Japanese origami master shares folding steps to make something more challenging than a paper crane.
Aside from origami’s pure beauty, what makes the paper-folding art form so fascinating is its versatility, From a sheet of paper, even beginners can quickly learn to make such popular Japanese motifs as cranes, maple leaves, and shuriken.
Of course, those simple projects are just the beginning of what you can do with origami. If, for example, your skills are on the same level as origami artist Masato Kikuchi’s, for example, you can make a Japanese schoolgirl, complete with school uniform and knee-high socks.
ksのK⊿ (@PSvndBguHfKPMTl) August 12, 2017
The amazing artwork was photographed by Japanese Twitter user @PSvndBguHfKPMTl, and shows an astounding level of detail. Kikuchi, a member of Orist, an origami club at the University of Tokyo, included the uniform’s sailor collar and ribbon, and also made sure the skirt has a series of crisp pleats. The schoolgirl even has a modest haircut that would keep her on the safe side of most schools’ dress code and grooming rules, and appears to be wearing a mask, perhaps to ward off germs so she won’t get sick before an upcoming exam.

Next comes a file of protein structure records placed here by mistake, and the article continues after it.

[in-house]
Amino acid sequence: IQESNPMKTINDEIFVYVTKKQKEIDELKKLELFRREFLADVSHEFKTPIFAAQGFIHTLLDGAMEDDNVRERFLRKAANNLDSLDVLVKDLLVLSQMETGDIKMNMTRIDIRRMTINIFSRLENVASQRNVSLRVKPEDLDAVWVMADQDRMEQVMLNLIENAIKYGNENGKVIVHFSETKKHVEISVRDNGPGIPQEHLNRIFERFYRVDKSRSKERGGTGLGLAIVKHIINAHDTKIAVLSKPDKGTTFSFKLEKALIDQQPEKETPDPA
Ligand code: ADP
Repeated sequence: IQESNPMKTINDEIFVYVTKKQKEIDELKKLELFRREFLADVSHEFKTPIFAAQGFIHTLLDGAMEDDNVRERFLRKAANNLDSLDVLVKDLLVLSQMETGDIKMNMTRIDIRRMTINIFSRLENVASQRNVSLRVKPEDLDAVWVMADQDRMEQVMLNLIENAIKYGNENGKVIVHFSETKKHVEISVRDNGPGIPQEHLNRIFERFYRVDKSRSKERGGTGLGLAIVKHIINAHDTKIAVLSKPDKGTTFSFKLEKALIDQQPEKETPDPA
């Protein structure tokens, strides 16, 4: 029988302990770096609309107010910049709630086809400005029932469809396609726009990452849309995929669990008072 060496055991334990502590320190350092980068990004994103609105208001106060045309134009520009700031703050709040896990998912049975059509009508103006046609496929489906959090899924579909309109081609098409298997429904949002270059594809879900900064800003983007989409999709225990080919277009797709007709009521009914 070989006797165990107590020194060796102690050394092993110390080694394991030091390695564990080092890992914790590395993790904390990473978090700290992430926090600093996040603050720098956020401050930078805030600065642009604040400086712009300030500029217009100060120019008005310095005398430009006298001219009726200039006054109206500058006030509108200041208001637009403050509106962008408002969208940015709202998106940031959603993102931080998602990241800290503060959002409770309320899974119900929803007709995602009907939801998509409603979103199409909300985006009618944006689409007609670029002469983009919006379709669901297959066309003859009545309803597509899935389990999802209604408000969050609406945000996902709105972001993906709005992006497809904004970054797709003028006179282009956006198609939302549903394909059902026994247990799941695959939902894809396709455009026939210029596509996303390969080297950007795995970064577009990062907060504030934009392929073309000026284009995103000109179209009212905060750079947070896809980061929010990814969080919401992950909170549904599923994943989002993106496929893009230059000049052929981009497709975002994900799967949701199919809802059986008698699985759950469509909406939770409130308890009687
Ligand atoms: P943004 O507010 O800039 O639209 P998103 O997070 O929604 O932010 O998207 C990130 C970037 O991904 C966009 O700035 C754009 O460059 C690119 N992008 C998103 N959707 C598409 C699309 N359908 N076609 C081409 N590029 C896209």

And as if all of this wasn’t impressive enough, there’s the fact that Kikuchi folded the schoolgirl out of a single standard-size piece of uncut origami paper. In spite of having a near-mystical level of skill, Kikuchi isn’t a magician, and thus has no qualms about revealing his secrets, displaying the pattern to fold the schoolgirl next to his finished artwork for all to see.
While it’s a bold move for an artist to show others how to duplicate his work, Kikuchi probably doesn’t have to worry about a proliferation of origami schoolgirls from other enthusiasts making his creation seem any less special. Our brains are having a hard enough time just processing all those folds, and we’re fairly certain the intricate, precise creases are well beyond what our fingers are capable of copying. But even on that front, Kikuchi is willing to help, as he periodically gives lectures through the Japan Origami Academic Society, which lists its classes here.
Follow Casey on Twitter, where the only origami form he’s mastered is making rocks.